Experts speak of a so-called technology curfew in relation to time management in retail stores. This means the time of day we use telephones, computers and other tech. In this case, curfew is taken literally. It means not using these devices before or after a certain hour.
Why the curfew? Technology suppresses melatonin, a chemical that regulates our bodies’ sleep patterns. Excessive use can contribute to sleeping disorders. This compromises time management.
Essentially, too much technology can disrupt our energy and ability to focus. In turn, this impacts work performance. Running sales reports or catching up on emails late at night is probably affecting both the quality of your sleep and your overall work performance.
Desktop applications like F.lux can manipulate computer display color. They adapt it to the time of day, adjusting your screen to be brighter during the day and dimmer at night.
They also allow you to set a reminder based on what time you get up. This way, you know when it’s time to call it quits.
12. Break Tasks Up
For better time management in retail, break up overwhelming tasks. These include preparing annual reports or taking inventory. Break them up into smaller tasks, if possible. If not, spread them over several days.
13. Know your Priorities
At the end of each day, take the time to prepare a “To Do” list for the next day. When doing so, know what your top three priorities are going to be. Don’t go home before that.
14. The “One-Touch” Rule
This is a very efficient approach. It means to touch an email, document, or anything else just once. Either read and delete it, read it and act, or read and file it for reference.
15. Don’t Be Afraid to Decline
Don’t be afraid to say “no”. If something you’ve been asked for is not important, just don’t waste your time with it. Just say no and move on. You’ll find people appreciate honesty.
16. The 4 : 4 x 1 Rule
Spend four hours contacting customers for each hour you spend on staff training and each hour spent on paperwork. Spend one hour on planning and another on improving store appearance.
You don’t need to follow the rule EXACTLY. It should serve as guidance on the road to better time management in your retail store.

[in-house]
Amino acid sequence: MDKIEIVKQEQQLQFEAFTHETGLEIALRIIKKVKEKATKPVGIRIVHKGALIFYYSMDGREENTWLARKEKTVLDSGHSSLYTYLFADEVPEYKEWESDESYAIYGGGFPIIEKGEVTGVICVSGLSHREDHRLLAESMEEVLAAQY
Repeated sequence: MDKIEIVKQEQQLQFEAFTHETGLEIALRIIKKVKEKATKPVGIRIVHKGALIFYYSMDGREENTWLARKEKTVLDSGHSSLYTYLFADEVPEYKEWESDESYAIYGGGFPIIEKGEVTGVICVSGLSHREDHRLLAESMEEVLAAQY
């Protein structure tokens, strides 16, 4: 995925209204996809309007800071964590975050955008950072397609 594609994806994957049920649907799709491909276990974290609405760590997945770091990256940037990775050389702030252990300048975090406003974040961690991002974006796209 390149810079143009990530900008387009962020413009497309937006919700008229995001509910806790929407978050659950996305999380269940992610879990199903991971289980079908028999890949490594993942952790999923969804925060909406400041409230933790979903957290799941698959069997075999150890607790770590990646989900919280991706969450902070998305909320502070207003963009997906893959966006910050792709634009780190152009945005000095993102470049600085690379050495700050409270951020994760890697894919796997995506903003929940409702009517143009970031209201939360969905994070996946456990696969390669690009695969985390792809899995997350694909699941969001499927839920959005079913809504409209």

17. Strike a Balance
Time management is all about striking a balance between your professional and personal life. If you run a small business, you know how hard this can be.
Still, one must make an effort to reconcile the two. This involves prioritizing your time and schedule. It doesn’t matter how tiring it is. Different seasons in life are going to alter the balance. This depends on the stage you’re at with your business.
If you just opened your first store, you’ll probably have to work long hours. It follows you’ll spend less time with family and friends. This is totally understandable. However, you want to dedicate some time to the priorities beyond your business. Seek harmony in your personal and professional life by making time for these.
A good way to approach this is to create a to-do list of work and personal priorities. Then, make a schedule and allocate time for your business and personal life. Drop everything else that falls outside the scope of these priorities.
This won’t happen in a day, but keep at it. Squeezing too much extra time into your busy schedule won’t do you any favors.
18. Use a Time Management System
Why do time management systems work? The answer is simple. They help busy retail store owners control their priorities and the amount of time they dedicate to them. You don’t need to reinvent the wheel.
Adopting a time management system in retail is something many have done. Some of the more popular systems for managing time include the POSEC method and the Pomodoro technique. Another popular choice is the Eisenhower system.
Adopt one of these systems for around two months. You’ll see the benefits. If a certain technique doesn’t work for you, try a different one.
Keep looking until you find an adequate solution. It should serve both you and your employees well. One option is using a timer.
A simple kitchen timer is a great way to stay focused. Give yourself an hour to complete a task. The timer will help you meet the deadline!
19. Establish a Routine
Set time aside for recurring, routine paperwork. This can be once a week or once a month. Block out the time on your calendar. Using this time makes sure you’ll remember and complete these tasks.
20. Limit Info Overload
Time management techniques also help limit information overload. Reducing the amount of information you are exposed to is very helpful. You need just the bare minimum to get something done.
Assure yourself that all of your staff members understand the basics. What do they need to know to work effectively? Help them prioritize and avoid feeling overwhelmed by the details that come with managing a retail business.
Ready to Manage Time Better In Your Retail Business?
At all times, ask yourself if what you are doing is important or urgent. Move on to something else if it is neither.
Don’t be afraid to delegate. Good time management involves making time for tasks that require your specific skills. It also involves giving your team a chance to grow by doing new things.